[¶ 4] Given these findings regarding the mother and the father and the court's other specific findings of fact, all of which are supported by competent evidence in the record,1 the court did not err in its finding of the mother's and the father's parental unfitness. See In re Logan M., 2017 ME 23, ¶ 3, 155 A.3d 430.
[¶ 5] The father further contends that the court erred in finding him unfit to parent his child because the Department did not meet its burden under 22 M.R.S. § 4041 to provide reunification services. Specifically, he argues that the Department did not provide referrals in a timely manner and did not provide him with adequate visitation opportunities, and the judgment should therefore be vacated. However, the “Department's compliance with its rehabilitation and reunification duties as outlined in section 4041 does not constitute a discrete element requiring proof in termination proceedings, nor does the failure of the Department to comply with section 4041 preclude findings of parental unfitness.” In re Doris G., 2006 ME 142, ¶ 17, 912 A.2d 572; see 22 M.R.S. § 4041. The court may consider the lack of reunification efforts, but is not required to address the extent of the Department's reunification efforts in its finding that the father is unfit if competent evidence in the record supports the court's finding, by clear and convincing evidence, of at least one ground of parental unfitness. See In re Hannah S., 2016 ME 32, ¶¶ 12–13, 133 A.3d 590. Here, because there was competent evidence to support the court's finding of parental unfitness, the court was not required to address the extent of the Department's reunification efforts. See id.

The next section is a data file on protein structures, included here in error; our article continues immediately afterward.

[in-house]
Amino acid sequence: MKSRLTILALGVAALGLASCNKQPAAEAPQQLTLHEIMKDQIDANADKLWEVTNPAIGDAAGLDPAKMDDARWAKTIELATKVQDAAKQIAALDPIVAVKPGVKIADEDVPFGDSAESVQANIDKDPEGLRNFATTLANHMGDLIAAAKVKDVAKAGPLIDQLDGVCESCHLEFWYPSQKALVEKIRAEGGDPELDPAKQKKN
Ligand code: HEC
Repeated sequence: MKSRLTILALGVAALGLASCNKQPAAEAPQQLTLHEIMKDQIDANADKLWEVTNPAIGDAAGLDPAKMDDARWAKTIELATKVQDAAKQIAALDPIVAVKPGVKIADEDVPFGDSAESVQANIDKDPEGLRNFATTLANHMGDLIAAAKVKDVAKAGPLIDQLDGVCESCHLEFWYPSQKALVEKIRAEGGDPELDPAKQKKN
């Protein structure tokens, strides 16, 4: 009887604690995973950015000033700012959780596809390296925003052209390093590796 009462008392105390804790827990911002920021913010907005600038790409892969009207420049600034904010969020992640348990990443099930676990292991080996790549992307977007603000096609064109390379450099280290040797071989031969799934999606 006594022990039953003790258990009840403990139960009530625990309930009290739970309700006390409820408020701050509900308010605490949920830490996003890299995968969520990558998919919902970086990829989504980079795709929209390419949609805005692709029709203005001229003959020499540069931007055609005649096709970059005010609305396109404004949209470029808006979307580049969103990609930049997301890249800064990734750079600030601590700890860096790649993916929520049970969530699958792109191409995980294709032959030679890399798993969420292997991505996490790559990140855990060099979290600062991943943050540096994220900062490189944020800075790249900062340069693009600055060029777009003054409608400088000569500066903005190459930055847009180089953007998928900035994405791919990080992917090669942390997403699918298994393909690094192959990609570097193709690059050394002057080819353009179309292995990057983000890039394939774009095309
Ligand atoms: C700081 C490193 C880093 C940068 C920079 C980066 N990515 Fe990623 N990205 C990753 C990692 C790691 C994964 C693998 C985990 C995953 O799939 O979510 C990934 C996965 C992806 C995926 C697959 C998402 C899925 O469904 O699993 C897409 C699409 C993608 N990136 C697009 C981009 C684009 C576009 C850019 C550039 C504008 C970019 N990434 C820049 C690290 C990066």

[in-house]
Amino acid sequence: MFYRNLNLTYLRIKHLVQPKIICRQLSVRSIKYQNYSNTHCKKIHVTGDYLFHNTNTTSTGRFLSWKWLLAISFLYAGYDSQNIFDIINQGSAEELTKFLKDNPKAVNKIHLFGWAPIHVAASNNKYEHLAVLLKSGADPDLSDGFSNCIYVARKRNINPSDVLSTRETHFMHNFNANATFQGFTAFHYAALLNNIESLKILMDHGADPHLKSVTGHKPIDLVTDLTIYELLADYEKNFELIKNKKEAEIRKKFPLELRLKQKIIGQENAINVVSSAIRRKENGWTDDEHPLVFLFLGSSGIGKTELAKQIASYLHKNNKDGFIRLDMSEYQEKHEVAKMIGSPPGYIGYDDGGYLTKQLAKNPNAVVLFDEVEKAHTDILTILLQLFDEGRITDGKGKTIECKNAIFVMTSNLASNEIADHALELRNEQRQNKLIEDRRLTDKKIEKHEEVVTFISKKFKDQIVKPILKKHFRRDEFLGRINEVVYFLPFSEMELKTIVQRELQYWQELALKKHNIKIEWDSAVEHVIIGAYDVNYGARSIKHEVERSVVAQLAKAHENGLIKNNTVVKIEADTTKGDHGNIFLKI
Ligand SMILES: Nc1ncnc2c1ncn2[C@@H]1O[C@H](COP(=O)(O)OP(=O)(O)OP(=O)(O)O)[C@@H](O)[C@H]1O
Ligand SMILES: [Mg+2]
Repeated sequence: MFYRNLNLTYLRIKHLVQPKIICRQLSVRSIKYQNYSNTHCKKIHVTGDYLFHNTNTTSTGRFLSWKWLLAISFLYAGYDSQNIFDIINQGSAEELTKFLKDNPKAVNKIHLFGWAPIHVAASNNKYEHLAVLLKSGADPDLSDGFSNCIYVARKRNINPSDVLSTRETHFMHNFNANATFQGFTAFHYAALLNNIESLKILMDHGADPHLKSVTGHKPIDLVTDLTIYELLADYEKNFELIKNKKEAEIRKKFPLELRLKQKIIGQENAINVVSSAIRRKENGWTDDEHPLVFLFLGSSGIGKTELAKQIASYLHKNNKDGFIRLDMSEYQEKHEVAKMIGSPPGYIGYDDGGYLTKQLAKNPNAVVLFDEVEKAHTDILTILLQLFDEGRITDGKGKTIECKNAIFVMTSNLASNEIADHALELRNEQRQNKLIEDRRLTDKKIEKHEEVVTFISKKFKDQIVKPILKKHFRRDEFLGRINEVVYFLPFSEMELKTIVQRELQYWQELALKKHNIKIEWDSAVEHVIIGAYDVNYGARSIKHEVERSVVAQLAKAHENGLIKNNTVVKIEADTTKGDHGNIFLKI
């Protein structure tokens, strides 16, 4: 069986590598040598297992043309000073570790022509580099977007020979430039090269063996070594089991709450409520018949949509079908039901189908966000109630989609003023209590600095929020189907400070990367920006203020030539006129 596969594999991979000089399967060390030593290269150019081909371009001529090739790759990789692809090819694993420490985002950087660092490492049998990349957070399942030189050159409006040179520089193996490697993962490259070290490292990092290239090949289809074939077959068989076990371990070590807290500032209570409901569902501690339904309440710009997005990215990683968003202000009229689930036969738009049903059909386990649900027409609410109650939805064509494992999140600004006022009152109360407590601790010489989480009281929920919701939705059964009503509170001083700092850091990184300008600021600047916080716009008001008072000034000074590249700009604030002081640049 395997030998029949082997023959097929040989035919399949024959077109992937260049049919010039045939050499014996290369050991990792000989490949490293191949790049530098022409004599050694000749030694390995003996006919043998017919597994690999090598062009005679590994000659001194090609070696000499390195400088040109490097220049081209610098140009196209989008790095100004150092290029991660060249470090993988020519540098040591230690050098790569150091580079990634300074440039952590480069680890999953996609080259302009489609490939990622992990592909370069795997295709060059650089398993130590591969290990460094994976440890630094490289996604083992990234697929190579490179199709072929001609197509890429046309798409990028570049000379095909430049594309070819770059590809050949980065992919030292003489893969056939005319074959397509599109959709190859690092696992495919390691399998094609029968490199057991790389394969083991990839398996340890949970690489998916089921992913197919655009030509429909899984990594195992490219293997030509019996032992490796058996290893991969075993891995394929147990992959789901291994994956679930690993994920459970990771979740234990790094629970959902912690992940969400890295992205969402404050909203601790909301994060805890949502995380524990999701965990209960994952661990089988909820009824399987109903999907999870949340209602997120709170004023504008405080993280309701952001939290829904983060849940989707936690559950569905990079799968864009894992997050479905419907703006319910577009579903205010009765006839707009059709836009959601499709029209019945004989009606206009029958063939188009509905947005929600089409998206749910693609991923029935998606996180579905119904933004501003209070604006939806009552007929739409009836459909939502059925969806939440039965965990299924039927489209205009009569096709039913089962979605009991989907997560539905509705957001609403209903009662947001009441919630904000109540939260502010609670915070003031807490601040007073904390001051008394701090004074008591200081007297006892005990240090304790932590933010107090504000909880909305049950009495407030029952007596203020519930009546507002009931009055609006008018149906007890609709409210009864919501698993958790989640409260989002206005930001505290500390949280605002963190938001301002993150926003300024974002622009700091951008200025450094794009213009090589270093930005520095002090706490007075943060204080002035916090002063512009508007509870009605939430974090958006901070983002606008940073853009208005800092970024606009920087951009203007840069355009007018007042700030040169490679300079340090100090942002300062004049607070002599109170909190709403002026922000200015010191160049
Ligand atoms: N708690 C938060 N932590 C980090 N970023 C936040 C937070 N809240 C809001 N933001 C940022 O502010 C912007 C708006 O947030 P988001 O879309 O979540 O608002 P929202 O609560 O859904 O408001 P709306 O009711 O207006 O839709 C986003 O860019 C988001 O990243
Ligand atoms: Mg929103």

[¶ 6] The court did not err or abuse its discretion in its determination that termination of the mother's and the father's parental rights, with a permanency plan for adoption, is in the child's best interest. See In re Thomas H., 2005 ME 123, ¶¶ 16–17, 889 A.2d 297.
The entry is:
1. Contrary to the father's contention, there is ample evidence in the record that the father has a significant history of substance abuse, including alcohol abuse, and the court did not clearly err in finding that he is not engaged in specific alcohol counseling. Additionally, the court's finding regarding his denial of domestic violence is supported by competent evidence in the record. Furthermore, where the court finds multiple bases for unfitness, as it did here, the judgment will be affirmed if any one of the alternative bases is supported by clear and convincing evidence. See In re M.B., 2013 ME 46, ¶ 37, 65 A.3d 1260.